Pakistan's Capital Crisis: Implications for U.S. Policy [November 7, 2008]   [open pdf - 132KB]

This CRS report assesses how Pakistan's capital crisis directly affects U.S. security interests. "Pakistan -- a key U.S. ally in global efforts to combat Islamist militancy -- is in urgent need of an estimated $4 billion in capital to avoid defaulting on its sovereign debt. The elected government of President Asif Ali Zardari and Prime Minister Yousaf Raza Gillani is seeking short-term financial assistance from a number of sources, including the International Monetary Fund (IMF), China, and an informal group of nations (including the United States) known as the 'Friends of Pakistan.' The Pakistani government reportedly has reservations about conditions on the assistance, expressing concerns that the conditions may create political and economic problems. The current crisis has placed some strain on U.S.-Pakistan relations. […] A stable, democratic, prosperous Pakistan is considered vital to U.S. interests. U.S. concerns regarding Pakistan include regional and global terrorism; Afghanistan's stability; democratization and human rights protection; the ongoing Kashmir problem and Pakistan-India tensions; and economic development in the region. Progress in this latter area has been severely threatened in 2008 by a sharp decline in Pakistan's economic stability, culminating in an immediate need for capital assistance. U.S. officials and independent analysts are increasingly concerned that a failing Pakistani economy could undermine multilateral efforts to stabilize South Asia and curtail the incidence of Islamist radicalism."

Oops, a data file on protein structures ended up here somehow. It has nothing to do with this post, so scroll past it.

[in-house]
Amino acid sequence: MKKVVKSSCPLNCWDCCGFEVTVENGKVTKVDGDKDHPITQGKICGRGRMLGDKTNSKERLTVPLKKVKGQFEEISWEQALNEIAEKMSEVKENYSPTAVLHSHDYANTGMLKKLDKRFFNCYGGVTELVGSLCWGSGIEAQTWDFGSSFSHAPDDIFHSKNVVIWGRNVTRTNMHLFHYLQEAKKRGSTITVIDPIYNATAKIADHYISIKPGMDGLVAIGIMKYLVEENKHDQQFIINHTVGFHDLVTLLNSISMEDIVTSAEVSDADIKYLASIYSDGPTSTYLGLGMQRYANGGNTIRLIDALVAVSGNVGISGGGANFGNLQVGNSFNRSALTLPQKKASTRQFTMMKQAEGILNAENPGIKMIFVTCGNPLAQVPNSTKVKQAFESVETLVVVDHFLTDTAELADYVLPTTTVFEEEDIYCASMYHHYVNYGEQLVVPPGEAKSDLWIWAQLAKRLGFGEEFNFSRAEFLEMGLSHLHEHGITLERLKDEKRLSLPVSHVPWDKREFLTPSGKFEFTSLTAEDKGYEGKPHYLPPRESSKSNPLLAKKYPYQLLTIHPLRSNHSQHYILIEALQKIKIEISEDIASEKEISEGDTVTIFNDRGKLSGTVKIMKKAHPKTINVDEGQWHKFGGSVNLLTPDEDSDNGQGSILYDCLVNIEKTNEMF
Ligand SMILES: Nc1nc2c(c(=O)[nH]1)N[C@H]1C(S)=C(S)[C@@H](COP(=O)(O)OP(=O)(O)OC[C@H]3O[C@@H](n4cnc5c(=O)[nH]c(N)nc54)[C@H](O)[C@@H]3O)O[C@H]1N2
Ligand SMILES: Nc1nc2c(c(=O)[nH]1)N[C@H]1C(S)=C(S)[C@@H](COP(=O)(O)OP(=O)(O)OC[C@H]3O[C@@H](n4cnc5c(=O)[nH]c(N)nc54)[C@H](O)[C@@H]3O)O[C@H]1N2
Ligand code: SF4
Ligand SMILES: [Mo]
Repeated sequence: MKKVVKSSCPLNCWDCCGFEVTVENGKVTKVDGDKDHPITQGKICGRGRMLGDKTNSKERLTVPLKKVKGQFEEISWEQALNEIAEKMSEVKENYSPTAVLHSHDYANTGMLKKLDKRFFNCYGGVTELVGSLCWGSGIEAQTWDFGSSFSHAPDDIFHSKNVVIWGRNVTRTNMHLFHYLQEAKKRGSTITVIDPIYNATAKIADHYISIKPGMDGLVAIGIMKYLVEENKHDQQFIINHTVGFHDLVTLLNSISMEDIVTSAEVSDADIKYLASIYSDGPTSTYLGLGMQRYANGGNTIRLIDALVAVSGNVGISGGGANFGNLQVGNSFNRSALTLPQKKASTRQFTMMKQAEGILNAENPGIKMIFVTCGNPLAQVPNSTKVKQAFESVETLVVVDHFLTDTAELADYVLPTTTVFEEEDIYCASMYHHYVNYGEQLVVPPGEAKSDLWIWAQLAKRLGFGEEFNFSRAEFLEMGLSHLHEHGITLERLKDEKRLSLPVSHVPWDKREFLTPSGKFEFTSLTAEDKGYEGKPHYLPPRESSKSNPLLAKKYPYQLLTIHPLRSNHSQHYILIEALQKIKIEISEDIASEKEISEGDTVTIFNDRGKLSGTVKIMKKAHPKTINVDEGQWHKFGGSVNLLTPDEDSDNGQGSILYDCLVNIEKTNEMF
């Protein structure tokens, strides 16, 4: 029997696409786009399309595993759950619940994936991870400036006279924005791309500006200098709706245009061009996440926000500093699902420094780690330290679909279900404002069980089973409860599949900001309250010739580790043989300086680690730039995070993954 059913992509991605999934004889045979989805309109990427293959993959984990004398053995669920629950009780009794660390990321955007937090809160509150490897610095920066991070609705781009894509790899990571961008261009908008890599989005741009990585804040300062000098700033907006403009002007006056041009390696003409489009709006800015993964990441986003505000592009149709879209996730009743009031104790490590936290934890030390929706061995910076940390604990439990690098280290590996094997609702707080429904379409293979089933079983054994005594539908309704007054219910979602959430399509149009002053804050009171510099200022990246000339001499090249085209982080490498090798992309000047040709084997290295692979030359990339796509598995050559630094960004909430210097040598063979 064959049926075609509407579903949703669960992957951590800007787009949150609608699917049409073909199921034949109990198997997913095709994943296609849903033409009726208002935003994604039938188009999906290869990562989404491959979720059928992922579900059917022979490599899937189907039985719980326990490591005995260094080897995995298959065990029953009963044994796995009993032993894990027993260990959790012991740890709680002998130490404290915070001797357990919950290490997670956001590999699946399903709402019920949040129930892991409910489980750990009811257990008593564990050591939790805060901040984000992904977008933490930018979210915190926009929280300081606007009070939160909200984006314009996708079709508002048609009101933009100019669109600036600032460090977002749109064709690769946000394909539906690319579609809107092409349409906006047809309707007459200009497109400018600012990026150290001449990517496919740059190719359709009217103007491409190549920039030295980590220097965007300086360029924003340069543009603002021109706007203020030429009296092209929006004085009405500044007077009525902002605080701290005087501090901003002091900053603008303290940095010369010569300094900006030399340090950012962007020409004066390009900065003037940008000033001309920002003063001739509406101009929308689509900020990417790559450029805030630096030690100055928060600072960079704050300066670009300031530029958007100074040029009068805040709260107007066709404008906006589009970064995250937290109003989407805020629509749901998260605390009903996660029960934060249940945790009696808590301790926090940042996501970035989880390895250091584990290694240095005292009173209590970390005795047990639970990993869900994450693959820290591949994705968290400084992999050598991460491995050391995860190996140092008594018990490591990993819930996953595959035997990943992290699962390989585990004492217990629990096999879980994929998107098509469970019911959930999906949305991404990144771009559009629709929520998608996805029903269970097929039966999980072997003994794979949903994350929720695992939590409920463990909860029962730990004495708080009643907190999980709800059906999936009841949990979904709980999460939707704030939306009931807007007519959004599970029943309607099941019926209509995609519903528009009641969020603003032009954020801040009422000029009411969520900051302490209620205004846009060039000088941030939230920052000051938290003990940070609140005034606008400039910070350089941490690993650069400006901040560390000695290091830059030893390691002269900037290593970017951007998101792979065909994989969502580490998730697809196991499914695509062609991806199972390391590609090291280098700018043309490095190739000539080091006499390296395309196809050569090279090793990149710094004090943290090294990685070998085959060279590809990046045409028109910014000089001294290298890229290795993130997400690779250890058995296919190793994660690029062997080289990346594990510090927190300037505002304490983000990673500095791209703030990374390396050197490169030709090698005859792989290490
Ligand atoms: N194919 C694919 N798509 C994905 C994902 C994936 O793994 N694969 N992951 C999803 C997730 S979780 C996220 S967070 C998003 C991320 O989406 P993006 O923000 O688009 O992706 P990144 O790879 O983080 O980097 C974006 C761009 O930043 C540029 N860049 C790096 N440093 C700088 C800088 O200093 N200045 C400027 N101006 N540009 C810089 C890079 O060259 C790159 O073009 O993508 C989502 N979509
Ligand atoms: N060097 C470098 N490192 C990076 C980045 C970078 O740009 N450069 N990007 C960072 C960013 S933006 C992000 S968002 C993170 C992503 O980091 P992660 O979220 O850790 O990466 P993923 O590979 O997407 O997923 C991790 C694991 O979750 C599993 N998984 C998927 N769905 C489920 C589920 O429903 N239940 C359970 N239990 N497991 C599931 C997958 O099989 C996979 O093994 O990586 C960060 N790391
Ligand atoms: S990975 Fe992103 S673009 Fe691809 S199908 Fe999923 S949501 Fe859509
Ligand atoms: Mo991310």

Report Number:
CRS Report for Congress, RS22983
Public Domain
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